Many people offered verbal support, but little else. There were many days when I didn’t know how I would find the energy to get through, but somehow I did. A quote from Winston Churchill became an inspiration: “It’s not enough that we do our best; sometimes we have to do what’s required.”
Somewhere along the way I began to let go of things. I wonder sometimes whether it was a side effect of the drugs I took, which were supposed to shut down my male hormone system for a while, or whether it’s just the perspective gained from dealing with a life-threatening illness. Whatever the reason, I came out of this process much less aggressive than I used to be. I find I can take a lot more things in stride. Before cancer I felt I needed to control everything; you probably know the type of person I’m talking about.
An important moment came when I realized that my son Ryan and I started having the same sorts of issues that my father and I had when I was a teenager. Ryan is a lot like me in that he has a mind of his own and doesn’t like to be told what to do. My dad and I had an awful relationship during my teenage years because he wanted so much to control me; his most extreme statement was “You don’t feel that way.”
Do parents grieve the inability to control their kids or the fact that they ever thought they could or should in the first place? So I backed off and started letting Ryan make his own decisions. What I was that I didn’t have to intervene – basically he was a good kid and simply needed someone there to make sure he didn’t go far astray. He didn’t need a boss; he needed a manager. I could let go, and the result was liberating.
I think the secret to growing old is learning to let go. My body wasn’t the same after the radiation treatments, but I decided not to subject myself to more drugs or procedures that might make me “normal” again. What’s “normal” for a 65-70 year old? More and more often it seems like I don’t feel the way I want to.
I’m not unique. Most of the older people I talk to tell me similar things. We spend most of our lives denying that we’re getting older, even during those moments when we say we are – the process is so subtle most of the time. But my body has been dropping hints more and more frequently lately, and every so often the reality hits me – “I’m going to die.” I hope not too soon, but probably sooner than I’d like as long as I have something to keep living for. For the time being I just have to figure out which hints need to be dealt with and which ones don’t.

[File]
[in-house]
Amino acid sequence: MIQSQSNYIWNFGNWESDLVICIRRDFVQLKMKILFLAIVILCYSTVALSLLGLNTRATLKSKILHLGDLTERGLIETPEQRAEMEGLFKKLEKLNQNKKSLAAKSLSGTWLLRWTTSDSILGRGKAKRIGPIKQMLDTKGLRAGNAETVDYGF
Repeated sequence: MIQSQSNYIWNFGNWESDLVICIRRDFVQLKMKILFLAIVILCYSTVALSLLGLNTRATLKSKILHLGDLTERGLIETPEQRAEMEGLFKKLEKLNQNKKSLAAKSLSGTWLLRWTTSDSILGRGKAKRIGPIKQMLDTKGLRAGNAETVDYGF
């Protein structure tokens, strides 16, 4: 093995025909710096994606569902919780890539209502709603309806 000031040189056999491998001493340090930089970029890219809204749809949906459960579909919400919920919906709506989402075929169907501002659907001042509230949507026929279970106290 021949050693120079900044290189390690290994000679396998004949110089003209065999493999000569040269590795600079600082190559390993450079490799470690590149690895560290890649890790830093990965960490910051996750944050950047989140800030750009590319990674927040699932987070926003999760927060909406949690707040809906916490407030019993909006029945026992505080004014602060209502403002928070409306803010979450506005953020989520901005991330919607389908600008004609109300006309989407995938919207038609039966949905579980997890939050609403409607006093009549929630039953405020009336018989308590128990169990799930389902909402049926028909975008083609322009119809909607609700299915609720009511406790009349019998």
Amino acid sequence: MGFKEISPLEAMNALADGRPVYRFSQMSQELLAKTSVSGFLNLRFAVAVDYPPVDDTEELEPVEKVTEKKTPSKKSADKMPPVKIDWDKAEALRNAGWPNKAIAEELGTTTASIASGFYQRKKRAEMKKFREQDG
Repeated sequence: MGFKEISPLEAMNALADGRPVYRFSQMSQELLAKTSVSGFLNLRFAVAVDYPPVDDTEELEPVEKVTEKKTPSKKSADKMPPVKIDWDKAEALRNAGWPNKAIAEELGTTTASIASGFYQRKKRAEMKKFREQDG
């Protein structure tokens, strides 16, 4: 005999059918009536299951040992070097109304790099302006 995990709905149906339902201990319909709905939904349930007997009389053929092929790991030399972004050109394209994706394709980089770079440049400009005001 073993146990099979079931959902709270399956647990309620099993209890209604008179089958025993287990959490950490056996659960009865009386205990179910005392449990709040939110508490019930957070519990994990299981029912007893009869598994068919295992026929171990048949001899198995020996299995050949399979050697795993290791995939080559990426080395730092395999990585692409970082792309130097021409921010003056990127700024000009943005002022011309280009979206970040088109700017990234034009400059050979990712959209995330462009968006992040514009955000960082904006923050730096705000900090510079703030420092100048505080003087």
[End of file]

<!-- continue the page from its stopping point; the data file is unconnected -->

Letting go is not giving up; it’s that last stage of grieving: acceptance. The only way to the future is to let go of the past. Letting go is not being overwhelmed by what you’re facing, of having the confidence that you can face it, that you’ll do your best, that you’ll do what you have to. Right now part of that for me just means getting on my bike and putting in 30 or 40 miles and however many hills I can climb because it is somehow symbolic of what I have left behind. It’s a new “me” that feels born again. I have let some things go, I have moved on, and I have changed.
I would like to leave you with a version of Reinhold Niebuhr’s serenity prayer. Apparently there are a number of versions of this prayer, and it’s not even clear that he was the original author. Whoever wrote it and however it’s worded, it sums up well what I have tried to say here this morning.
“God grant me the grace to accept with serenity the things I cannot change, the strength to change the things which should be changed, and the wisdom to know the one from the other.”